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White Wonder Watermelon
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|Loo Loo Farms|
The White Wonder watermelon is a small variety ranging from 3-8 pounds, and is therefore referred to as an icebox-sized melon due to its convenient fit. It is almost perfectly round with a minty green outer skin that is striated with darker green streaks. The rind is slightly thinner than conventional pink fleshed watermelons, and they should be handled with care to prevent cracking. The juicy white flesh is almost transparent when sliced, and is dotted with small black seeds. Its texture is succulent and juicy with a classic sweet watermelon flavor and hints of refreshing cucumber. The sugar level of the White Wonder registers an impressive 9.9 on the Brix scale, higher than many other watermelon varieties.
White Wonder watermelons are available in the summer and fall.
The White Wonder is a variety of Citrullus lanatus that, unlike most watermelons, doesn’t have the traditional magenta red flesh, and instead has an icy white colored interior. The melon lacks virtually any pigmentation due to the absence of lycopene, the same molecule responsible for giving tomatoes their red color. Up until the 1800's it was common to find white-fleshed watermelons, but due to developments in corporate agriculture and public demand, they have been almost bred out of existence. The White Wonder and other white melon strains, such as the Japanese Cream-Fleshed Suika and the Cream of Saskatchewan, are returning to the popular market due to their superior sweetness and unique appearance.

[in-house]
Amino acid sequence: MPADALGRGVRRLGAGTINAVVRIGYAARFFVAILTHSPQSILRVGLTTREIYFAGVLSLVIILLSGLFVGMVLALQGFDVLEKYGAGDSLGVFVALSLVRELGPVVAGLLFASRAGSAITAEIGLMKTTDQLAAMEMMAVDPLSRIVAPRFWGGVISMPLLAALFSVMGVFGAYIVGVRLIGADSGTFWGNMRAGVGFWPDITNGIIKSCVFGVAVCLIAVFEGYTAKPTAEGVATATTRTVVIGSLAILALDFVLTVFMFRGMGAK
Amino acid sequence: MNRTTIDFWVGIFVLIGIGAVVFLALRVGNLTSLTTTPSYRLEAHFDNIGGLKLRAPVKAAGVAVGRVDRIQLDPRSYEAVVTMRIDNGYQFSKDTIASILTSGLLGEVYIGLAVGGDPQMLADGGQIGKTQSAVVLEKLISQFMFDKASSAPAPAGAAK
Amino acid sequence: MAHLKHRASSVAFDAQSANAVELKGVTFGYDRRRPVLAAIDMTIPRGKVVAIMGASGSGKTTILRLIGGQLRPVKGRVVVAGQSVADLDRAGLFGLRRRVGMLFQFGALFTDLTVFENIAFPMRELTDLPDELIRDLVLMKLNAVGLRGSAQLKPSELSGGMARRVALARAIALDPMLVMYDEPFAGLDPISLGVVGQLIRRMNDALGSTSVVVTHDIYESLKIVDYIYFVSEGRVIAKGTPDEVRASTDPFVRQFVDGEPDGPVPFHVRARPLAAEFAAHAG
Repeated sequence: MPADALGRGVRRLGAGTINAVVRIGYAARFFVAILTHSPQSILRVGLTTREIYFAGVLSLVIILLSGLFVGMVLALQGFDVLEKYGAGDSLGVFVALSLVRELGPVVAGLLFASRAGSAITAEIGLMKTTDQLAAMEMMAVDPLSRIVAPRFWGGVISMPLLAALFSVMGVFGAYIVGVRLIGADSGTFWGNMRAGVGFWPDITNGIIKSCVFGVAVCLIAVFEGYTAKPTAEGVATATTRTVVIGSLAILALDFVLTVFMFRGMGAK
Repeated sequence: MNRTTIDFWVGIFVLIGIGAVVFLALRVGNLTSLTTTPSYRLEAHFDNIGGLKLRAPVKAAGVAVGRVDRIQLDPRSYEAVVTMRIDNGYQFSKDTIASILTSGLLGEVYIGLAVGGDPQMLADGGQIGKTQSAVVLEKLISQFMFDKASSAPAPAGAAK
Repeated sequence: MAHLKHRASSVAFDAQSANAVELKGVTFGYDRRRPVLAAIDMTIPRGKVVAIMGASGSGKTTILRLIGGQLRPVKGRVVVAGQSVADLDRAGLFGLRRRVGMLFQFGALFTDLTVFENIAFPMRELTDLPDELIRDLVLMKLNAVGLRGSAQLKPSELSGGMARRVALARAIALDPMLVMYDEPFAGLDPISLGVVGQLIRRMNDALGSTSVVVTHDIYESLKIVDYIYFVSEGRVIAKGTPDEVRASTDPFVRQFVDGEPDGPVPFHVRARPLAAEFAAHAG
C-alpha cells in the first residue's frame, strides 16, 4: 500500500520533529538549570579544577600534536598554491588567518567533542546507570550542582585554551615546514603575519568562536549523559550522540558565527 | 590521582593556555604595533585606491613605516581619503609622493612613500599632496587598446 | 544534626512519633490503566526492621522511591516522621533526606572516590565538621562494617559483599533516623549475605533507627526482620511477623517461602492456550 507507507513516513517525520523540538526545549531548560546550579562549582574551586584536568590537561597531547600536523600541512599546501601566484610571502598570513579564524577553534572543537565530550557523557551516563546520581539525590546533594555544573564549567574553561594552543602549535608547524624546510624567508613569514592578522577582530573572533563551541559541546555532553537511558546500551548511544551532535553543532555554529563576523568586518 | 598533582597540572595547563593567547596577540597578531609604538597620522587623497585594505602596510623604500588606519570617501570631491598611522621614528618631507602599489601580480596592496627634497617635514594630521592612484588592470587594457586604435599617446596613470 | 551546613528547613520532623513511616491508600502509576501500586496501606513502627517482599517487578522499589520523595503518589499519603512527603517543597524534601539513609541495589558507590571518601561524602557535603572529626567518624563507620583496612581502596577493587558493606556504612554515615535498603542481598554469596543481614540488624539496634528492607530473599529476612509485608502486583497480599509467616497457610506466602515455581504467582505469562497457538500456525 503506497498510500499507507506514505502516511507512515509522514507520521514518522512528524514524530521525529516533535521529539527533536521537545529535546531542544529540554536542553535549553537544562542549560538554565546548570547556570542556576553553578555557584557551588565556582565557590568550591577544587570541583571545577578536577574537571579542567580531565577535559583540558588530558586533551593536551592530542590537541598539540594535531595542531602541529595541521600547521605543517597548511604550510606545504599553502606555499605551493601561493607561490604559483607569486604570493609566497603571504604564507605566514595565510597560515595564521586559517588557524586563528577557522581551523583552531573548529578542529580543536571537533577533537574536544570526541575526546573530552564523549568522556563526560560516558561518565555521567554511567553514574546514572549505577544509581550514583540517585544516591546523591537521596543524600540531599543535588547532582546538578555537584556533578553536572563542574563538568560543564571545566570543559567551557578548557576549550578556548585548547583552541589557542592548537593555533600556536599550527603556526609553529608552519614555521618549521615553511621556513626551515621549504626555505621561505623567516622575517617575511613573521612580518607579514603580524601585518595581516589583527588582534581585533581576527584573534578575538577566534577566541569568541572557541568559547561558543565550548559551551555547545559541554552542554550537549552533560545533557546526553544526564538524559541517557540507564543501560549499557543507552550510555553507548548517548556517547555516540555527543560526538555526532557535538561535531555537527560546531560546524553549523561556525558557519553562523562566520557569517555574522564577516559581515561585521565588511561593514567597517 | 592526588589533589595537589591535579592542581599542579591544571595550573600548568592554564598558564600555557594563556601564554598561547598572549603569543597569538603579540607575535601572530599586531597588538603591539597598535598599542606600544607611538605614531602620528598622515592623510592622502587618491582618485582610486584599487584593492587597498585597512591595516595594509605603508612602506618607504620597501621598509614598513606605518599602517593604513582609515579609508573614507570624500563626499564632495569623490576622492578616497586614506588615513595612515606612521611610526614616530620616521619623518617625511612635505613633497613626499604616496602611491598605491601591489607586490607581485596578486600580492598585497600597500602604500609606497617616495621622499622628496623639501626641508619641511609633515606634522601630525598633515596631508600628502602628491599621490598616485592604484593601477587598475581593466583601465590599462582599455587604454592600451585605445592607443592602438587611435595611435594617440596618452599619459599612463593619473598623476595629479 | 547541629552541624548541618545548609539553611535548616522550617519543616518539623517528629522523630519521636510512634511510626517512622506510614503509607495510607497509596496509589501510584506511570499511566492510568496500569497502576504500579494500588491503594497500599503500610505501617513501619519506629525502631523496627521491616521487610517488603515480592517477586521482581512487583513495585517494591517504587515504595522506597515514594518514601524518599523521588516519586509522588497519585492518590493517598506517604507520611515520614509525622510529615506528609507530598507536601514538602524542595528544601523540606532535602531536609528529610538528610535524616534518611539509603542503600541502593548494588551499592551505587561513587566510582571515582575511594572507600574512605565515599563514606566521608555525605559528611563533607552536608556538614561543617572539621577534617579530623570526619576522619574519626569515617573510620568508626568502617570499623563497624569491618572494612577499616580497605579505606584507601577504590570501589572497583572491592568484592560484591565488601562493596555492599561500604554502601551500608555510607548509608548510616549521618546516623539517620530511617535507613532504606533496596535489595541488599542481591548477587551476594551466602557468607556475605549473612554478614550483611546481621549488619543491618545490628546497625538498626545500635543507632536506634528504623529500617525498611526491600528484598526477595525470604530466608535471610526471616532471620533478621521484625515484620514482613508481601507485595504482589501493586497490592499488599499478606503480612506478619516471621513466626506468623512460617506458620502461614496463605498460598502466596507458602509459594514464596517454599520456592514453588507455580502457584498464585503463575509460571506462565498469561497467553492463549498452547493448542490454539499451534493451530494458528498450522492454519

Watermelons are not a nutritionally dense food because they are almost 90 percent water, but they do offer small amounts of Vitamins A and C and potassium. The White Wonder watermelon has only trace amounts of lycopene.
The White Wonder may be used similarly to any other sweet melon variety. They are best served with a slight chill and perfectly sized for a picnic or just a summer snack. When pureed, the White Wonder doesn’t have the appearance of a traditional pink watermelon, but offers the same refreshing quality, making them a unique addition to chilled fruit soups or beverages. Try them in a white fruit gazpacho, melon margarita or in a salad with feta cheese and mint. Complimentary flavors include, cucumber, fennel, lemon, lime, mint, parsley, cilantro, balsamic vinegar, feta cheese, goat cheese, pistachios, black pepper, chile peppers and tequila.
White melon varieties are descendants of the wild watermelon strains indigenous to South Africa. The White Wonder cultivar was developed from the Tsamma melon which grows in the Kalahari Desert and may be sweet or bitter depending upon the subspecies. Tsamma melons are not only an important food source for native African tribes, but also a natural water supply which is vital for desert life. While today’s watermelon varieties require plentiful irrigation, these original ancestors are very drought-resistant and may hold the secret to breeding new varieties that could once again grow in dry conditions.